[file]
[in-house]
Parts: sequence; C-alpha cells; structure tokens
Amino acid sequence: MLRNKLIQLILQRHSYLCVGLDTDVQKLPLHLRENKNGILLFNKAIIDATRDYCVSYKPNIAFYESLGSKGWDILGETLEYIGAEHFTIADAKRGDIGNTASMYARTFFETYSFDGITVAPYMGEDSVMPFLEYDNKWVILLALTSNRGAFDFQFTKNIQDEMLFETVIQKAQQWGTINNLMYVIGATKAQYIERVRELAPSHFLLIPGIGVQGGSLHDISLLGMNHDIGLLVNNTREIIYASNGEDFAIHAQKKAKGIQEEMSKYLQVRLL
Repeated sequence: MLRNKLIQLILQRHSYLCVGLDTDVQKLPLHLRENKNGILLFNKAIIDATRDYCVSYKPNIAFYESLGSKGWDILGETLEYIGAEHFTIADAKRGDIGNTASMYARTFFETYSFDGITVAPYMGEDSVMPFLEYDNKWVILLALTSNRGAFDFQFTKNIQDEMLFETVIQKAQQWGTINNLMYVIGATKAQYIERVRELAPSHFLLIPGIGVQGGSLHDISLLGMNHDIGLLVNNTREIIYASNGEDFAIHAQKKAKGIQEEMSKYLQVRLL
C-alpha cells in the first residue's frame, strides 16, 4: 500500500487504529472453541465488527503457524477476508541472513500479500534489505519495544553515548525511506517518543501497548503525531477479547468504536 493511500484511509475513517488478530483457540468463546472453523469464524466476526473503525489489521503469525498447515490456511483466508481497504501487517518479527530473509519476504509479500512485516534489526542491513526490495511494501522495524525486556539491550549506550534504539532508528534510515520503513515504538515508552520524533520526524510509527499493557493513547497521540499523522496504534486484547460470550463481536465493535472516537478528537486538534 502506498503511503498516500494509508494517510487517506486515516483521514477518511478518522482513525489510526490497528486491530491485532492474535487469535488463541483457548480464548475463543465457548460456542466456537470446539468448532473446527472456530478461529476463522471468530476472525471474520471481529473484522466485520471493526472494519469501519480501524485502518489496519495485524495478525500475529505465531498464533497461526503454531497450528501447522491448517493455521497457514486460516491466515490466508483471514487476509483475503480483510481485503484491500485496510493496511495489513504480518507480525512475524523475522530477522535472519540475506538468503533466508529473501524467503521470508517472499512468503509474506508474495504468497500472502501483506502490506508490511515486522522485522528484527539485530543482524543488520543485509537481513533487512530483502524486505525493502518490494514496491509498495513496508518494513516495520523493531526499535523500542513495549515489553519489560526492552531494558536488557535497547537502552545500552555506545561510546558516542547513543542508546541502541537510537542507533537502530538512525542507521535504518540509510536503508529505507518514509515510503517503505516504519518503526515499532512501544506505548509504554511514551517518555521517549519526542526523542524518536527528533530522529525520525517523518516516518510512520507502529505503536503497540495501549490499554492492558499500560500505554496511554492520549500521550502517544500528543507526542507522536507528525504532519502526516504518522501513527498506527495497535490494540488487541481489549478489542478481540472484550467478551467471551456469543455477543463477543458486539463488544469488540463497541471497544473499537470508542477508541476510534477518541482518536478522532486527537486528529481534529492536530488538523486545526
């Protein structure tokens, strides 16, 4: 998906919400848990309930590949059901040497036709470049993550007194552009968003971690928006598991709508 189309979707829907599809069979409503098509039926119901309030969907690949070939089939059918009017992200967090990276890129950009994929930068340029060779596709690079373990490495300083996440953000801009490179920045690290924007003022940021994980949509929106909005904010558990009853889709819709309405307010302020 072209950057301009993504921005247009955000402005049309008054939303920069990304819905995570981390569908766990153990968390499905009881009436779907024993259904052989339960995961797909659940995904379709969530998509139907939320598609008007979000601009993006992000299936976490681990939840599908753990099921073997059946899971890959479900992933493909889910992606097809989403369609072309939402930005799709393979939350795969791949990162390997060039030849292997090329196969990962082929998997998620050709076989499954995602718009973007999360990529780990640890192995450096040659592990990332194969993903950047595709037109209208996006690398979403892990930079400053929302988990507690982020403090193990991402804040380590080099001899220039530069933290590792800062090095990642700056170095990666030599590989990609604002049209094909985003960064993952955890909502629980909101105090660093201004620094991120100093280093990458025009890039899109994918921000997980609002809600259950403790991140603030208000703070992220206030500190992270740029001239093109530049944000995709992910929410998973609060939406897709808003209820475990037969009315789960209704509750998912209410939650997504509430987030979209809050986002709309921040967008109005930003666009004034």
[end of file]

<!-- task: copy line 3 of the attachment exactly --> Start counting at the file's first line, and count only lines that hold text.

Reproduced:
Amino acid sequence: MLRNKLIQLILQRHSYLCVGLDTDVQKLPLHLRENKNGILLFNKAIIDATRDYCVSYKPNIAFYESLGSKGWDILGETLEYIGAEHFTIADAKRGDIGNTASMYARTFFETYSFDGITVAPYMGEDSVMPFLEYDNKWVILLALTSNRGAFDFQFTKNIQDEMLFETVIQKAQQWGTINNLMYVIGATKAQYIERVRELAPSHFLLIPGIGVQGGSLHDISLLGMNHDIGLLVNNTREIIYASNGEDFAIHAQKKAKGIQEEMSKYLQVRLL